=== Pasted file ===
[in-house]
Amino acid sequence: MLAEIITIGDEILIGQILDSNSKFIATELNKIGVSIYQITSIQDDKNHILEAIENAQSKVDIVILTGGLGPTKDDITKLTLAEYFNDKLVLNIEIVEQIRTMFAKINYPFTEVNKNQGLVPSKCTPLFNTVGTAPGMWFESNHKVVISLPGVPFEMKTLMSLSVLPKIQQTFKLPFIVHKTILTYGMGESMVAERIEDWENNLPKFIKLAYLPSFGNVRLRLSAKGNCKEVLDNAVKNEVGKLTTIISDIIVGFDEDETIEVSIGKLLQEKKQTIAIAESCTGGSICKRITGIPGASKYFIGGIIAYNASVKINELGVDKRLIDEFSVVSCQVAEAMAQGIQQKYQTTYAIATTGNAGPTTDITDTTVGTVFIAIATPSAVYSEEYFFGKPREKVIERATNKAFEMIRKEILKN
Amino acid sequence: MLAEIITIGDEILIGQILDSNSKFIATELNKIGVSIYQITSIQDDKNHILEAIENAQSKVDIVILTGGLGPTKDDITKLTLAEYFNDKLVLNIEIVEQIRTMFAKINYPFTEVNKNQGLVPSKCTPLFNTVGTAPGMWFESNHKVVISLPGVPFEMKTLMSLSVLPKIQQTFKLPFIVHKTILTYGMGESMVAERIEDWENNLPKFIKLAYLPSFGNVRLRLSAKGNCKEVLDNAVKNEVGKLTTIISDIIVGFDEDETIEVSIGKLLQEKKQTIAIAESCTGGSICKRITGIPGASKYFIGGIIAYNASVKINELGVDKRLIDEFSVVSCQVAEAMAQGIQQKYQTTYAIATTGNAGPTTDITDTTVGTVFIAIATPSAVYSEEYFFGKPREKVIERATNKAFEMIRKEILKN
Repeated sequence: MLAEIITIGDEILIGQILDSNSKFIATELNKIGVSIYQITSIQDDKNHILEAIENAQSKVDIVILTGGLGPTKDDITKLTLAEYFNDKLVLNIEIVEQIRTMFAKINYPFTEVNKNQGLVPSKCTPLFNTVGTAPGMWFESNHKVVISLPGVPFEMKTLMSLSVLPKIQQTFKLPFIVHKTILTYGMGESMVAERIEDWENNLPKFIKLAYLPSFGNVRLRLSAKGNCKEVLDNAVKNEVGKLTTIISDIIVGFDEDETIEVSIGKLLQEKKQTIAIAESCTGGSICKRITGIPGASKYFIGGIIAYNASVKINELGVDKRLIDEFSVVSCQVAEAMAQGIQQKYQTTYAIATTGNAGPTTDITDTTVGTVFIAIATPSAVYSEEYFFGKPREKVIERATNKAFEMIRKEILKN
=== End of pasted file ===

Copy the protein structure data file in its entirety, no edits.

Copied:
[in-house]
Amino acid sequence: MLAEIITIGDEILIGQILDSNSKFIATELNKIGVSIYQITSIQDDKNHILEAIENAQSKVDIVILTGGLGPTKDDITKLTLAEYFNDKLVLNIEIVEQIRTMFAKINYPFTEVNKNQGLVPSKCTPLFNTVGTAPGMWFESNHKVVISLPGVPFEMKTLMSLSVLPKIQQTFKLPFIVHKTILTYGMGESMVAERIEDWENNLPKFIKLAYLPSFGNVRLRLSAKGNCKEVLDNAVKNEVGKLTTIISDIIVGFDEDETIEVSIGKLLQEKKQTIAIAESCTGGSICKRITGIPGASKYFIGGIIAYNASVKINELGVDKRLIDEFSVVSCQVAEAMAQGIQQKYQTTYAIATTGNAGPTTDITDTTVGTVFIAIATPSAVYSEEYFFGKPREKVIERATNKAFEMIRKEILKN
Amino acid sequence: MLAEIITIGDEILIGQILDSNSKFIATELNKIGVSIYQITSIQDDKNHILEAIENAQSKVDIVILTGGLGPTKDDITKLTLAEYFNDKLVLNIEIVEQIRTMFAKINYPFTEVNKNQGLVPSKCTPLFNTVGTAPGMWFESNHKVVISLPGVPFEMKTLMSLSVLPKIQQTFKLPFIVHKTILTYGMGESMVAERIEDWENNLPKFIKLAYLPSFGNVRLRLSAKGNCKEVLDNAVKNEVGKLTTIISDIIVGFDEDETIEVSIGKLLQEKKQTIAIAESCTGGSICKRITGIPGASKYFIGGIIAYNASVKINELGVDKRLIDEFSVVSCQVAEAMAQGIQQKYQTTYAIATTGNAGPTTDITDTTVGTVFIAIATPSAVYSEEYFFGKPREKVIERATNKAFEMIRKEILKN
Repeated sequence: MLAEIITIGDEILIGQILDSNSKFIATELNKIGVSIYQITSIQDDKNHILEAIENAQSKVDIVILTGGLGPTKDDITKLTLAEYFNDKLVLNIEIVEQIRTMFAKINYPFTEVNKNQGLVPSKCTPLFNTVGTAPGMWFESNHKVVISLPGVPFEMKTLMSLSVLPKIQQTFKLPFIVHKTILTYGMGESMVAERIEDWENNLPKFIKLAYLPSFGNVRLRLSAKGNCKEVLDNAVKNEVGKLTTIISDIIVGFDEDETIEVSIGKLLQEKKQTIAIAESCTGGSICKRITGIPGASKYFIGGIIAYNASVKINELGVDKRLIDEFSVVSCQVAEAMAQGIQQKYQTTYAIATTGNAGPTTDITDTTVGTVFIAIATPSAVYSEEYFFGKPREKVIERATNKAFEMIRKEILKN